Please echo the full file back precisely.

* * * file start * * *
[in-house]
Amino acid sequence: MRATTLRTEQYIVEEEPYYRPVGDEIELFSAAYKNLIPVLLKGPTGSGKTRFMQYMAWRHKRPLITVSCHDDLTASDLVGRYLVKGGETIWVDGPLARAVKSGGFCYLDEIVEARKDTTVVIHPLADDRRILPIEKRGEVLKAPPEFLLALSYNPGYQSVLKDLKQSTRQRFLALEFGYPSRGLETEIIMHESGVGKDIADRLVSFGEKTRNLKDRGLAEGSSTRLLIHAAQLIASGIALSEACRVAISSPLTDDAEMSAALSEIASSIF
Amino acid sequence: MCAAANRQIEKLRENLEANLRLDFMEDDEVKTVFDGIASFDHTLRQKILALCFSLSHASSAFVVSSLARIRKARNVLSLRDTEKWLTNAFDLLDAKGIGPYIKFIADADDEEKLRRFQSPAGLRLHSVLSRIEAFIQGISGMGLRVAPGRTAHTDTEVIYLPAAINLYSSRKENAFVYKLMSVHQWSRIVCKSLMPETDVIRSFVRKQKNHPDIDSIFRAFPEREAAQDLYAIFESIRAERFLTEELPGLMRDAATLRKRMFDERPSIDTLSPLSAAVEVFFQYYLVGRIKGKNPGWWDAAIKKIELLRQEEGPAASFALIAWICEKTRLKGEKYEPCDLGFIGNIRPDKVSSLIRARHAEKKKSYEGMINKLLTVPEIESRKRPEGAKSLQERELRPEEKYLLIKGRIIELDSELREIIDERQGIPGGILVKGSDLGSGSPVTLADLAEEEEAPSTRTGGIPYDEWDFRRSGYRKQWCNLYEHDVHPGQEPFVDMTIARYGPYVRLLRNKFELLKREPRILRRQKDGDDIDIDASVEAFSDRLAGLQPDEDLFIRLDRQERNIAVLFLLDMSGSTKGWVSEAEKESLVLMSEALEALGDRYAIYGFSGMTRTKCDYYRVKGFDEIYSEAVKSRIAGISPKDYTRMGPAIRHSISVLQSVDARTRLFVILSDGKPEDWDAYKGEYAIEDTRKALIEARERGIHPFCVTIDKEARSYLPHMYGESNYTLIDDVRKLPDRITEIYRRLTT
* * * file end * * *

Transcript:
[in-house]
Amino acid sequence: MRATTLRTEQYIVEEEPYYRPVGDEIELFSAAYKNLIPVLLKGPTGSGKTRFMQYMAWRHKRPLITVSCHDDLTASDLVGRYLVKGGETIWVDGPLARAVKSGGFCYLDEIVEARKDTTVVIHPLADDRRILPIEKRGEVLKAPPEFLLALSYNPGYQSVLKDLKQSTRQRFLALEFGYPSRGLETEIIMHESGVGKDIADRLVSFGEKTRNLKDRGLAEGSSTRLLIHAAQLIASGIALSEACRVAISSPLTDDAEMSAALSEIASSIF
Amino acid sequence: MCAAANRQIEKLRENLEANLRLDFMEDDEVKTVFDGIASFDHTLRQKILALCFSLSHASSAFVVSSLARIRKARNVLSLRDTEKWLTNAFDLLDAKGIGPYIKFIADADDEEKLRRFQSPAGLRLHSVLSRIEAFIQGISGMGLRVAPGRTAHTDTEVIYLPAAINLYSSRKENAFVYKLMSVHQWSRIVCKSLMPETDVIRSFVRKQKNHPDIDSIFRAFPEREAAQDLYAIFESIRAERFLTEELPGLMRDAATLRKRMFDERPSIDTLSPLSAAVEVFFQYYLVGRIKGKNPGWWDAAIKKIELLRQEEGPAASFALIAWICEKTRLKGEKYEPCDLGFIGNIRPDKVSSLIRARHAEKKKSYEGMINKLLTVPEIESRKRPEGAKSLQERELRPEEKYLLIKGRIIELDSELREIIDERQGIPGGILVKGSDLGSGSPVTLADLAEEEEAPSTRTGGIPYDEWDFRRSGYRKQWCNLYEHDVHPGQEPFVDMTIARYGPYVRLLRNKFELLKREPRILRRQKDGDDIDIDASVEAFSDRLAGLQPDEDLFIRLDRQERNIAVLFLLDMSGSTKGWVSEAEKESLVLMSEALEALGDRYAIYGFSGMTRTKCDYYRVKGFDEIYSEAVKSRIAGISPKDYTRMGPAIRHSISVLQSVDARTRLFVILSDGKPEDWDAYKGEYAIEDTRKALIEARERGIHPFCVTIDKEARSYLPHMYGESNYTLIDDVRKLPDRITEIYRRLTT